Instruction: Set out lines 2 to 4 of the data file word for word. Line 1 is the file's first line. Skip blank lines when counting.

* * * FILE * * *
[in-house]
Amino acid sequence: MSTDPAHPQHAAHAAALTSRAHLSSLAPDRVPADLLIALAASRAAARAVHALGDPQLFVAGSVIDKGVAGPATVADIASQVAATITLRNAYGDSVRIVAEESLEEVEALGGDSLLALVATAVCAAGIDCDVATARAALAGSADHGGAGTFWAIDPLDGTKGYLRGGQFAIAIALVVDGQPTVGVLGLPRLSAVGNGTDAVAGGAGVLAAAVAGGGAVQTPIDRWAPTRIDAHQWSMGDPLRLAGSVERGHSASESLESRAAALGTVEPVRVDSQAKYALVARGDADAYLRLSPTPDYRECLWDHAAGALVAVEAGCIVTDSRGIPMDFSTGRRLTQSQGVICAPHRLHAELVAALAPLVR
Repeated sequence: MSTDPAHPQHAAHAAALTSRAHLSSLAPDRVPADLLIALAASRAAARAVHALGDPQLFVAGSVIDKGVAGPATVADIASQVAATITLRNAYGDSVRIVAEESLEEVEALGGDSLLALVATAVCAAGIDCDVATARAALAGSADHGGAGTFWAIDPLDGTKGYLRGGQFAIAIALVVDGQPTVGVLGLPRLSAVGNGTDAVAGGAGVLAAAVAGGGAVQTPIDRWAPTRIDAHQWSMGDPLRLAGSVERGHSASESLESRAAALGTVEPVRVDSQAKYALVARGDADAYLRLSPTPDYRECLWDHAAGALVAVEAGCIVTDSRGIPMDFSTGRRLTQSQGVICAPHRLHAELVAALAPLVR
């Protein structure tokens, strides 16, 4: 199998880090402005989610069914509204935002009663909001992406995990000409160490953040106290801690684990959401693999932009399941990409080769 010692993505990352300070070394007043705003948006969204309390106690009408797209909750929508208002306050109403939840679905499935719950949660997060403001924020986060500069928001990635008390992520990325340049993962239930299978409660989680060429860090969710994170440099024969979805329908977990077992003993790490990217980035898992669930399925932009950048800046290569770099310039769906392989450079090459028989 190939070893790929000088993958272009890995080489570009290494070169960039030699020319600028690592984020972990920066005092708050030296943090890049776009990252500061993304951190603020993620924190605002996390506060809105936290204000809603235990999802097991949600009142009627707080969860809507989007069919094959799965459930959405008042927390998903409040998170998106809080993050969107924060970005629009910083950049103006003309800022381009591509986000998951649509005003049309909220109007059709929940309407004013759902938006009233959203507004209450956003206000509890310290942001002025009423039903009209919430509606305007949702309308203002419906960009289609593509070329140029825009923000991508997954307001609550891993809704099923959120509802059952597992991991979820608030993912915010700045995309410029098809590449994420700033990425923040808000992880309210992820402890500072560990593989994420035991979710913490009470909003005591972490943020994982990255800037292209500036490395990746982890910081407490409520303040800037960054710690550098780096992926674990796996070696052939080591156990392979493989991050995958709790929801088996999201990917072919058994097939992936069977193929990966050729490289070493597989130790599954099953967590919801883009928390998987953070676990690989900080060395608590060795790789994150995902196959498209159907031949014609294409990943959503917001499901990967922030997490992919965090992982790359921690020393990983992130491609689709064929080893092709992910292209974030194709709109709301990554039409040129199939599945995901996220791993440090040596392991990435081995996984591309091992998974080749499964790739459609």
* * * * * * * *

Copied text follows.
Amino acid sequence: MSTDPAHPQHAAHAAALTSRAHLSSLAPDRVPADLLIALAASRAAARAVHALGDPQLFVAGSVIDKGVAGPATVADIASQVAATITLRNAYGDSVRIVAEESLEEVEALGGDSLLALVATAVCAAGIDCDVATARAALAGSADHGGAGTFWAIDPLDGTKGYLRGGQFAIAIALVVDGQPTVGVLGLPRLSAVGNGTDAVAGGAGVLAAAVAGGGAVQTPIDRWAPTRIDAHQWSMGDPLRLAGSVERGHSASESLESRAAALGTVEPVRVDSQAKYALVARGDADAYLRLSPTPDYRECLWDHAAGALVAVEAGCIVTDSRGIPMDFSTGRRLTQSQGVICAPHRLHAELVAALAPLVR
Repeated sequence: MSTDPAHPQHAAHAAALTSRAHLSSLAPDRVPADLLIALAASRAAARAVHALGDPQLFVAGSVIDKGVAGPATVADIASQVAATITLRNAYGDSVRIVAEESLEEVEALGGDSLLALVATAVCAAGIDCDVATARAALAGSADHGGAGTFWAIDPLDGTKGYLRGGQFAIAIALVVDGQPTVGVLGLPRLSAVGNGTDAVAGGAGVLAAAVAGGGAVQTPIDRWAPTRIDAHQWSMGDPLRLAGSVERGHSASESLESRAAALGTVEPVRVDSQAKYALVARGDADAYLRLSPTPDYRECLWDHAAGALVAVEAGCIVTDSRGIPMDFSTGRRLTQSQGVICAPHRLHAELVAALAPLVR
């Protein structure tokens, strides 16, 4: 199998880090402005989610069914509204935002009663909001992406995990000409160490953040106290801690684990959401693999932009399941990409080769 010692993505990352300070070394007043705003948006969204309390106690009408797209909750929508208002306050109403939840679905499935719950949660997060403001924020986060500069928001990635008390992520990325340049993962239930299978409660989680060429860090969710994170440099024969979805329908977990077992003993790490990217980035898992669930399925932009950048800046290569770099310039769906392989450079090459028989 190939070893790929000088993958272009890995080489570009290494070169960039030699020319600028690592984020972990920066005092708050030296943090890049776009990252500061993304951190603020993620924190605002996390506060809105936290204000809603235990999802097991949600009142009627707080969860809507989007069919094959799965459930959405008042927390998903409040998170998106809080993050969107924060970005629009910083950049103006003309800022381009591509986000998951649509005003049309909220109007059709929940309407004013759902938006009233959203507004209450956003206000509890310290942001002025009423039903009209919430509606305007949702309308203002419906960009289609593509070329140029825009923000991508997954307001609550891993809704099923959120509802059952597992991991979820608030993912915010700045995309410029098809590449994420700033990425923040808000992880309210992820402890500072560990593989994420035991979710913490009470909003005591972490943020994982990255800037292209500036490395990746982890910081407490409520303040800037960054710690550098780096992926674990796996070696052939080591156990392979493989991050995958709790929801088996999201990917072919058994097939992936069977193929990966050729490289070493597989130790599954099953967590919801883009928390998987953070676990690989900080060395608590060795790789994150995902196959498209159907031949014609294409990943959503917001499901990967922030997490992919965090992982790359921690020393990983992130491609689709064929080893092709992910292209974030194709709109709301990554039409040129199939599945995901996220791993440090040596392991990435081995996984591309091992998974080749499964790739459609």